Whistler Animals Galore is getting more municipal funding that ever before.
On Monday night council approved funding at almost $75,000 for the animal shelter, which is on the verge of moving into its new home on Nesters Road beside the bottle depot. Last year the RMOW commitment was $63,000.
The money will be paid out in monthly installments of $6,100.
The increased funding is good news for WAG and will allow the shelter to have three full-time staff.
"Its something that we feel is really necessary to address the issue of staff burnout and for more programming," said WAGs executive director Carol Coffey.
Despite attempts to secure funding from other regional partners, WAG was not able to get much money. The Squamish-Lillooet Regional District kicked in $3,000 and the Village of Pemberton was unable to contribute this year. This, despite the fact, that most of the animals that come to WAG are not from Whistler but rather other parts of the region. Coffey said they will be approaching the regional partners next year for more funding.
WAG has also formed a new partnership with Mount Currie and received $7,000 from the Animal Welfare Foundation of Canada for a spay and neutering program there. WAG may need more funds before it begins to implement that program.
Sandra Smith, supervisor of bylaw services, explained that most of the municipal funding goes towards wages for WAG staff as well as the day to day running of the shelter.
The shelter makes about $150 each month through a portion of the sales of dog licences and impound fees.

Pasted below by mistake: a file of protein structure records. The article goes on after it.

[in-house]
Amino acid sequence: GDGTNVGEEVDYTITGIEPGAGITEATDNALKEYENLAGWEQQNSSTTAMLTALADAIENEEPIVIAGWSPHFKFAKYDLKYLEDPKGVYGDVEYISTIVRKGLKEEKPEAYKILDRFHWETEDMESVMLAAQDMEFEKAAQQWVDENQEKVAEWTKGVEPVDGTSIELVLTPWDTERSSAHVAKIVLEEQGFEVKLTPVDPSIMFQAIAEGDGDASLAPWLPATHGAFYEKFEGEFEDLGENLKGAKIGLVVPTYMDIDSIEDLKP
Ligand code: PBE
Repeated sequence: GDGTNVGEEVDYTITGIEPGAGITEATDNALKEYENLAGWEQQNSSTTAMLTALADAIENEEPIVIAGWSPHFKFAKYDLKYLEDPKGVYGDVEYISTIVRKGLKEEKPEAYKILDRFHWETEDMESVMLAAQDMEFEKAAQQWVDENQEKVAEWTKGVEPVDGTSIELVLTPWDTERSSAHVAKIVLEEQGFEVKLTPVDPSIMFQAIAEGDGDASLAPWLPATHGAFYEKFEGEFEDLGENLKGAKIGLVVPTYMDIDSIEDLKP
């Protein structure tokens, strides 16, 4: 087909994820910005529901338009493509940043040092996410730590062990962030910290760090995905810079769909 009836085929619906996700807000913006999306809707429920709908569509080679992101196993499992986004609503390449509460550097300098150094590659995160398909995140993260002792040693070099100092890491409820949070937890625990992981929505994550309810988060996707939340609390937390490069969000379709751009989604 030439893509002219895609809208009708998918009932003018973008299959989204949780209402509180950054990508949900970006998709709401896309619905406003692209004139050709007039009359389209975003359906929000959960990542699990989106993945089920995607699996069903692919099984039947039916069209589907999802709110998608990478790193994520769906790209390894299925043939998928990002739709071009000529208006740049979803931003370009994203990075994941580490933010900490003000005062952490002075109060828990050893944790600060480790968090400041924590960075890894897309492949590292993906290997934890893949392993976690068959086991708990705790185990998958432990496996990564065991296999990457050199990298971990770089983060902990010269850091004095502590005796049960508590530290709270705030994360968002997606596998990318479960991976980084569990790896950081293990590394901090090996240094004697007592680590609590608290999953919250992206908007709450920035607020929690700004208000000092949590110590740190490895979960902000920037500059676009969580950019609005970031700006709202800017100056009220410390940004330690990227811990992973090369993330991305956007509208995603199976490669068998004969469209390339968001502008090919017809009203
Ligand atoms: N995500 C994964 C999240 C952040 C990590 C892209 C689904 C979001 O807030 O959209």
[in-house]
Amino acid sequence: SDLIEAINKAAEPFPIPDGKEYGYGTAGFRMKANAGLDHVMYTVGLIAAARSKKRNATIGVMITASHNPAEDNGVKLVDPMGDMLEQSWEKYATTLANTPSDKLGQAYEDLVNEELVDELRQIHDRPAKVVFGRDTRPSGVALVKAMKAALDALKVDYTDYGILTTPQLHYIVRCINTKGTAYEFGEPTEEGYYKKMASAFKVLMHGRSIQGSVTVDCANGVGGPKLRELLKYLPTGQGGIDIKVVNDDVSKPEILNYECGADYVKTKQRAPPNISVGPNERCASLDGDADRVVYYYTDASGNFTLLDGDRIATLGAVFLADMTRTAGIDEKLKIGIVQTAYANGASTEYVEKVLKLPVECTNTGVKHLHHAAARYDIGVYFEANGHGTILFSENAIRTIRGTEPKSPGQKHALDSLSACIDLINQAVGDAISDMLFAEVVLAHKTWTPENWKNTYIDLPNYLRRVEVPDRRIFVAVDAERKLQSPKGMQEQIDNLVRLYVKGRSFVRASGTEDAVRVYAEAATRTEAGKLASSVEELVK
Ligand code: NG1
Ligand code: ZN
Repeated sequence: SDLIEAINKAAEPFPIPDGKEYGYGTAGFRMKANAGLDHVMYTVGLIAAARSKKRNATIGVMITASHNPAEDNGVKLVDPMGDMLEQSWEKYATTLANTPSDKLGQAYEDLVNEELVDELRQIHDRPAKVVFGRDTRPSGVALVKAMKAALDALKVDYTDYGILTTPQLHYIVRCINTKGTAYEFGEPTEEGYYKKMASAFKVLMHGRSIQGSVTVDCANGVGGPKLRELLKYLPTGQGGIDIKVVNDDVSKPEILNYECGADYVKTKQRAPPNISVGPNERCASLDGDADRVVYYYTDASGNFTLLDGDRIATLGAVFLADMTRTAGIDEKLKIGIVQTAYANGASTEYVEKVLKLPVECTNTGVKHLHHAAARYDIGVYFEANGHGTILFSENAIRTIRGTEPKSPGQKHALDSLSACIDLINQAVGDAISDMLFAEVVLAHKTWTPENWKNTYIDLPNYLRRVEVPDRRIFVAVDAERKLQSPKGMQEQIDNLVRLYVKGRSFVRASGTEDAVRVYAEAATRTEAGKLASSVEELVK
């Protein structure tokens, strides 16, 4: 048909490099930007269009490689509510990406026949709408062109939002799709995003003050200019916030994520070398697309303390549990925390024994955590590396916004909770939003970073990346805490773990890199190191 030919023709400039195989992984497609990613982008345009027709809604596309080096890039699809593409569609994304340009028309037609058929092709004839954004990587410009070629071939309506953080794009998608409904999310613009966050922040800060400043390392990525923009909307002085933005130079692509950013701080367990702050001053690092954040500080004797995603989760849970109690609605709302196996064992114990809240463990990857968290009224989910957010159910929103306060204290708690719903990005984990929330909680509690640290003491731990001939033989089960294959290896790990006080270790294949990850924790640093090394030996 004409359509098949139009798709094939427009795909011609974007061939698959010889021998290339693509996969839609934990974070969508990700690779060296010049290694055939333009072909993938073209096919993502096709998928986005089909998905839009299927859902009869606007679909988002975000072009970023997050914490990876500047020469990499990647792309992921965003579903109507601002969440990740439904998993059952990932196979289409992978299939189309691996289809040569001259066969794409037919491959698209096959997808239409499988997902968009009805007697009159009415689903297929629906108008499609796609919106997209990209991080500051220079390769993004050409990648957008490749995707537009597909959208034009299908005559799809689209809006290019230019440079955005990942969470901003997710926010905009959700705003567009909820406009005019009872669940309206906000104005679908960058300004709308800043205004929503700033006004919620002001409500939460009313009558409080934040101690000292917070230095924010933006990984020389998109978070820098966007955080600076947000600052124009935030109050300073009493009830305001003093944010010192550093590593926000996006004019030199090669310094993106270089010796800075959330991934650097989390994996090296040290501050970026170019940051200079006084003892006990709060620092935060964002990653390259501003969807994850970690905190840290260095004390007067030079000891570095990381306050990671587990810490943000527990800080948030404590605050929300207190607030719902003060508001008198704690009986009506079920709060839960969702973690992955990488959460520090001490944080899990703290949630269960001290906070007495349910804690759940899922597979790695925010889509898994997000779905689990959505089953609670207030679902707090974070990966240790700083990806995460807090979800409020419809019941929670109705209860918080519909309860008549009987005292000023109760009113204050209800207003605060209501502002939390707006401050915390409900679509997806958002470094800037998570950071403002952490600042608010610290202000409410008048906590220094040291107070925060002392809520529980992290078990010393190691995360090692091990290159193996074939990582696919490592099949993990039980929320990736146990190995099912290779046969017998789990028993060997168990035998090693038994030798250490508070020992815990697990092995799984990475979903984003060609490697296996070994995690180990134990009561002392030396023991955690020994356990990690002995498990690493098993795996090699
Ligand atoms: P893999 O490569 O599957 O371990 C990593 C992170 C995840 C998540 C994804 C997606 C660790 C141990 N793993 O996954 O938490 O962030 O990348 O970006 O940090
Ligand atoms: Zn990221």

Province, RMOW to commit to bear officer
Whistler is one step closer to having a dedicated bear response officer in the community.
On Monday night council agreed to initiate a letter of agreement with the province for the program.
The officer is set to be on the ground in Whistler by July 4.
The position will be filled for eight months a year, from May to December. The municipality will kick in $30,000, which is half the cost of the officers wages per season. The province will make up the difference.
The position of a Bear Response Officer comes out of recommendations from the Whistler Bear Working Group. That group produced a number of recommendations including the need for an electric fence at the landfill and the conversion to bear proof garbage cans. Both steps have limited bears access to garbage in the community.
Last year the group recommended that Whistler have a designated bear response officer to deal with the large volume of bear calls.
Conservation Services will provide the officer as well as a vehicle, equipment and tools. The officer will support the use of non-lethal aversion techniques for problem bears.
In the meantime the municipality continues to pursue designation as a Bear Smart Community. Whistler will need to meet a number of criteria before getting the special designation.
Fuel cell bus fleet for resort by 2008
Whistler could be one of the first communities in the world to have a fleet of fuel cell buses, operating with zero emissions.
The news came on Monday night, during a presentation about the Hydrogen Highway the ambitious project to build seven hydrogen fuelling stations from the Lower Mainland, Victoria and through the Sea to Sky corridor.
Alison Grigg, manager of the Hydrogen Highway project with Fuel Cells Canada, presented council with updated information on Monday night. In her report she said B.C. Transit has plans to put 20 fuel cell buses into full time regular service in Victoria and Whistler.
To date, the alternative energy has only been showcased in demonstration projects and no country or agency has used a fleet of buses in a significant operational setting.
Whistler would need a local fuel cell fuelling station to power these buses, which is part of the bigger picture of connecting the Hydrogen Highway up the corridor.
The goal is to have the fuel cell technology on display by 2010, which means the buses should begin regular service no later than the fall of 2008.
B.C. Transit is committed to funding the equivalent cost of 20 diesel buses. In order the complete the project senior governments as well as the private sector will need to kick in with more funding.
Last year council endorsed the Hydrogen Highway, officially committing Whistler as the northern node in the highway.